I purchased this table from Good Will four years ago before moving into my first apartment! When I bought it, it was your traditional brown, wooden table. Back then, red was my decor color of choice and I went to town with it!
My table BEFORE! (It was my temporary paint can stand for awhile...)
When I posted with my “Dresser Reveal”, I had requests to show everyone how I did it. This time around, I had my camera with me the entire time to show you step by step what I did during the transformation!
STEP 1: Sanding
I sanding the entire table with a hand sander to get the shine off so the paint would have a surface to stick to. I wasn't very cautious because I knew I was going for an antique look.
See what I mean? You cannot hurt it...go crazy! It's a great way to release a little stress and tension. Go ahead and knock a few dents in it if you feel the need. Yes, people actually do this!
STEP 2: Base Coat
Apply your base color of paint (2 coats). I chose a deep brown (almost black). I didn't prime the table first. I suppose you could if you really wanted to but it probably isn't necessary since we gave it a good sanding in step 1. You could use a paint with primer in it if you felt the need. On my dresser I was very meticulous while applying paint...you really cannot mess it up. You will understand what I mean when you see the final product!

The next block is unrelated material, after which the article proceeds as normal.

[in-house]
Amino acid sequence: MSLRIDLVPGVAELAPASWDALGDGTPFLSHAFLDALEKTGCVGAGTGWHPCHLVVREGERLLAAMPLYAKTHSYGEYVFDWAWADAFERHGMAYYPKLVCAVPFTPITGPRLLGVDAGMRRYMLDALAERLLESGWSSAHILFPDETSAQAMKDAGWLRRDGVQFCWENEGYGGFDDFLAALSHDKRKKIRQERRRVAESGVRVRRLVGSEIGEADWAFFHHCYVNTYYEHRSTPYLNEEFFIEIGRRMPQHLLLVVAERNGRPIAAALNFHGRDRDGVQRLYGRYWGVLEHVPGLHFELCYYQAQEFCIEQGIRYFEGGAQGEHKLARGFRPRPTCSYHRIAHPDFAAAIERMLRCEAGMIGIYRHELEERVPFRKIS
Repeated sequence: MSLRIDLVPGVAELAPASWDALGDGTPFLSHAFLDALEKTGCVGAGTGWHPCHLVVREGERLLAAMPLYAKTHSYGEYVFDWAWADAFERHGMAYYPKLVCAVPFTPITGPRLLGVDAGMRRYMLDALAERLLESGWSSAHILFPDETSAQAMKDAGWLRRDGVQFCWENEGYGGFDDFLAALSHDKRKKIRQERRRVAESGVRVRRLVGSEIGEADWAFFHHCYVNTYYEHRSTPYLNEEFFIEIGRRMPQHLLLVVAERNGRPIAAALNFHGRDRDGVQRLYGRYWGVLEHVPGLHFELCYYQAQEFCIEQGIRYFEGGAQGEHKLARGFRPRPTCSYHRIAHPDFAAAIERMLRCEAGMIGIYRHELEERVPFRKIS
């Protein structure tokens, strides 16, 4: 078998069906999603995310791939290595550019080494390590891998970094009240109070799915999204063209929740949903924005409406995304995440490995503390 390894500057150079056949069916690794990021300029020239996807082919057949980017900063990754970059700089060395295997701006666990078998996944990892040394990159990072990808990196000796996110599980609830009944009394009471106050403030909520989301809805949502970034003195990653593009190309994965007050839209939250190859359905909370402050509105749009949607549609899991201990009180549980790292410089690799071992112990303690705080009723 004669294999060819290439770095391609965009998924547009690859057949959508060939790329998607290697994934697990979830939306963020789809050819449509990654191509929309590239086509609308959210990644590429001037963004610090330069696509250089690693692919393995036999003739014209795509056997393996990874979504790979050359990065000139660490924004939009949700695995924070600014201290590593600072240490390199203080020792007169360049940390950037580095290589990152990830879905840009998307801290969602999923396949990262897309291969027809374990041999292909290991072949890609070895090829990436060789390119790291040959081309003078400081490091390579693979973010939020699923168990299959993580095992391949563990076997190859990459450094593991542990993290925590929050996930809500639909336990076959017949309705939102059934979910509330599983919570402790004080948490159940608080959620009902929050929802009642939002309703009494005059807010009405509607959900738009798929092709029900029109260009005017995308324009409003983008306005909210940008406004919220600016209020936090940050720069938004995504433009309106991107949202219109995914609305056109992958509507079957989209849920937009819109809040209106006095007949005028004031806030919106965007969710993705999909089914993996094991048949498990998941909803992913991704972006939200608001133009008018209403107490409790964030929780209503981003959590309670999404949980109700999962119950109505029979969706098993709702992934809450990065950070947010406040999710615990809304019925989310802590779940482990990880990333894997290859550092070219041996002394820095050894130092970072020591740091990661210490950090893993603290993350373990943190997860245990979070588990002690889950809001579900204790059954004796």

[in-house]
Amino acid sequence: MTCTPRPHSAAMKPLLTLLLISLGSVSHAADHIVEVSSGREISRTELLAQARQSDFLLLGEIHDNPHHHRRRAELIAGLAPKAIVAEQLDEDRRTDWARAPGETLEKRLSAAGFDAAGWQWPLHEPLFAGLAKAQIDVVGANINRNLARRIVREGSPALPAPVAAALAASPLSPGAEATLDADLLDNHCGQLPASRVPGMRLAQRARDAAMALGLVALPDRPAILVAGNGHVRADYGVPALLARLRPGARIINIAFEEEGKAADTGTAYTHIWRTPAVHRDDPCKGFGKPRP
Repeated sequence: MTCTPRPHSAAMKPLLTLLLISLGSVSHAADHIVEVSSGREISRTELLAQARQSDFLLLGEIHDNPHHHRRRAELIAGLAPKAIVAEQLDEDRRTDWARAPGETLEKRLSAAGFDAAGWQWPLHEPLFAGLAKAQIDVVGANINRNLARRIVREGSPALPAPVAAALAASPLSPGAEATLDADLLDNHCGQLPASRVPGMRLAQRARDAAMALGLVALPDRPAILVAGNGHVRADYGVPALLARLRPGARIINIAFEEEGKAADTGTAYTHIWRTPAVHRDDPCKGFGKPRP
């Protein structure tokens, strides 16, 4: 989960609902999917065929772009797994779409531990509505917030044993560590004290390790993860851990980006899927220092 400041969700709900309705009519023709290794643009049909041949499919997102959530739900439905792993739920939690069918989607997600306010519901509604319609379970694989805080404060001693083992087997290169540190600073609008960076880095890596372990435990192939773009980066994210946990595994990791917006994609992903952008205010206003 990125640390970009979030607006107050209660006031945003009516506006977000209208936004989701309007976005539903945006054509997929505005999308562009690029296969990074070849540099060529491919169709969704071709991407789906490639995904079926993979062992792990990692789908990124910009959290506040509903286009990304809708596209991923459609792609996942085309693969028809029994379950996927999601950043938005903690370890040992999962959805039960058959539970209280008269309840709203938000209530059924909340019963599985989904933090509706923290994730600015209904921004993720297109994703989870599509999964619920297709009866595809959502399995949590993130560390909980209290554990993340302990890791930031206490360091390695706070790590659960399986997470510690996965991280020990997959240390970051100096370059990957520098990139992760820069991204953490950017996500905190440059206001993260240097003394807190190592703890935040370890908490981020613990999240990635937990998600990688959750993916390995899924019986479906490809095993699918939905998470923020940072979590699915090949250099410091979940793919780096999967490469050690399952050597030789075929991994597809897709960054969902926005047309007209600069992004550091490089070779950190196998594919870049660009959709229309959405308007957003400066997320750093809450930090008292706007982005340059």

TIP: TO SAVE MONEY TRY TO UTILIZE PAINT COLORS LEFT OVER FROM PREVIOUS PROJECTS… I HAVE USED THE BROWN BASE COLOR ON ALL MY FURNITURE PROJECTS (3 DRESSERS AND A TABLE= 1 QUART OF PAINT=$12 at HOME DEPOT!).
STEP 3: Top Coat
Now apply your top color. I chose an antique white for the table top and a sea glass blue (same paint I used on my dresser) for the legs. I applied one coat of each here.
STEP 4: Roughing it up!
This is the fun part...roughing it up! I use a variety of products to remove part of the top layer of paint. I am going for a very old and antique look I have found that if you would like to remove a large part of your top layer, one coat of paint is best. If you are just going to remove paint around the edges, I would apply two coats. I used a sanding block, hand sander, sand paper and steel wool. The steel wool leaves behind a gray tinge when working on light colors (like antique white). I was okay with this because I think it adds to the look I am going for. When you start out just go with it and you will figure out a system that works best for you! I sanded the table top and legs.
Me working away!
STEP 5: Glaze
Glaze! The glaze is a clear coat you add at the end. I think it gives your project a finished look and also gives it a smooth finish so that it's easier to clean/dust! Since I was going for an antique look, I added a drop of brown paint to my glaze. I poured a little bit in a styrofoam cup and then used a plastic spoon to add the paint to it and stir it up. When applying the glaze, I brushed it on and then used a paper town to drag it down. You don't want to wipe it off, just make it looked streaked. Again, it sounds scary but you can't hurt it! When I did the legs I wanted them darker so I added another drop of paint to the glaze. I practiced on a piece of cardboard before my first time using the product and found that it really wasn't necessary. It was much simpler than what I thought it would be!